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© Michael Trippel
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Jun 18

Prokofiev and Bruckner

Abo D
Bamberg, Konzerthalle, Joseph-Keilberth-Saal
17:00 Uhr

A passion for nature! In 1917, not long before the October Revolution, Prokofiev was staying at an estate near St. Petersburg, well away from political goings-on. Here he found the peace and quiet to complete his first Violin Concerto, whose »dreamlike opening« had been running through his head for several years. The violinist David Oistrakh enthusiastically likened the Concerto’s effect to »a sun-drenched landscape, bathed in nature’s refreshing fragrance«. After his years as an »enfant terrible«, Prokofiev was now showing his »softer side«, to avoid scandalizing Russia’s culture police. Like Prokofiev, Bruckner too often had a hard time with his critics. An introvert and a loner, he usually spent his summer holidays at the Abbey of St. Florian near Linz, where he also began his seventh Symphony – and with it, his breakthrough finally came, at the late age of 61, it should be said! Hanslick, high priest of Vienna’s critics, waspishly referred to it as a »giant symphonic serpent«, but the Symphony was so successful that it was one of the few Bruckner never reworked. He dedicated it to King Ludwig II of Bavaria. Bruckner, master of the sweeping crescendo, is supposed to have dreamed the first movement’s main theme. A trumpet call in the Scherzo was inspired by a cockcrow. The emotional Adagio is funeral music of agonized beauty, for the »lately departed, dearly beloved, immortal« Wagner. It is also the first piece in which Bruckner called for the heroic-sounding Wagner tubas, although none were available for the world premiere in Leipzig in 1884 – but you can be sure they’ll be there at our concert!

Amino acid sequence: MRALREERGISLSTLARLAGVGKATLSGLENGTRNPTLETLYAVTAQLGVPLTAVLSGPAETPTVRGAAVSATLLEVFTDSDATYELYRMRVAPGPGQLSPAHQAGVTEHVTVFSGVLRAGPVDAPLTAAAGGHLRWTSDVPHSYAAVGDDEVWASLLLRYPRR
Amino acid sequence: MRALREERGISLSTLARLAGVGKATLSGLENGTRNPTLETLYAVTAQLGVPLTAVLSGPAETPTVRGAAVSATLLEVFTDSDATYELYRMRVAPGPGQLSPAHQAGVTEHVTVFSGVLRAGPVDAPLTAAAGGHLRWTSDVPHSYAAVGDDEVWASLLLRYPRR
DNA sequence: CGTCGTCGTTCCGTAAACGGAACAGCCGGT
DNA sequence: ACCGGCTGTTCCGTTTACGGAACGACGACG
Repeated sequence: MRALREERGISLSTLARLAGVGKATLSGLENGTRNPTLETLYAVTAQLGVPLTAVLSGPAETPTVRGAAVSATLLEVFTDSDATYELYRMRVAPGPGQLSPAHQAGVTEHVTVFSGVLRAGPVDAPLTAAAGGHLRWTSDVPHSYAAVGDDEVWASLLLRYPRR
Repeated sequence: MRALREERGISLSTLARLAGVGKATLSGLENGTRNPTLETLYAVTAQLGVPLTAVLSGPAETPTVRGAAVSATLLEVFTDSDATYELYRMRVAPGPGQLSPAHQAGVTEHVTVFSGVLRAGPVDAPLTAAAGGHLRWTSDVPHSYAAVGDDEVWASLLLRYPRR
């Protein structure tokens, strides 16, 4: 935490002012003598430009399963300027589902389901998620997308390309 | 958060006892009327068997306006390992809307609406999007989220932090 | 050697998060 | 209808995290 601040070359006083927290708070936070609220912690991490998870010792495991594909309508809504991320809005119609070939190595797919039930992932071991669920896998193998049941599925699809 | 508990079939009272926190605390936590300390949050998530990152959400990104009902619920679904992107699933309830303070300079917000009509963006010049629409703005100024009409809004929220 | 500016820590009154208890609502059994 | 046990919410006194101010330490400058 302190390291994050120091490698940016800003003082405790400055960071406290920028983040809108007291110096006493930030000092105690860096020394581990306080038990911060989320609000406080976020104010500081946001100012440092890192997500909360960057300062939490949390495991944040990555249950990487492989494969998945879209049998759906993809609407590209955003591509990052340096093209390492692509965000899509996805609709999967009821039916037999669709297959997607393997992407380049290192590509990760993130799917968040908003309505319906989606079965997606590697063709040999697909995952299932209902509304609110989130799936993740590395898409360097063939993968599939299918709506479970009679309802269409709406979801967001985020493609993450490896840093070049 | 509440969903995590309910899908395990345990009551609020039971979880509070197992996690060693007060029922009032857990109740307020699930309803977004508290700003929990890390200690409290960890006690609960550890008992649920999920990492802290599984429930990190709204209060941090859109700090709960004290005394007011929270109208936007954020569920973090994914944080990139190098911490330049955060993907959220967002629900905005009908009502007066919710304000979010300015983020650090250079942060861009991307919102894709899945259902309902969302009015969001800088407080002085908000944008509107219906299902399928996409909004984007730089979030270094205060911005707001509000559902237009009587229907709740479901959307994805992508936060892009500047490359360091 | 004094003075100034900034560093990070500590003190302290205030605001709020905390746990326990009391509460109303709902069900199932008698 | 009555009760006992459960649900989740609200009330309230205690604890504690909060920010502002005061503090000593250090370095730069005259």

Manfred Honeck Conductor
Josef Špaček Violin

Sergei Prokofjew Konzert für Violine und Orchester Nr. 1 D-Dur op. 19
Anton Bruckner Symphonie Nr. 7 E-Dur

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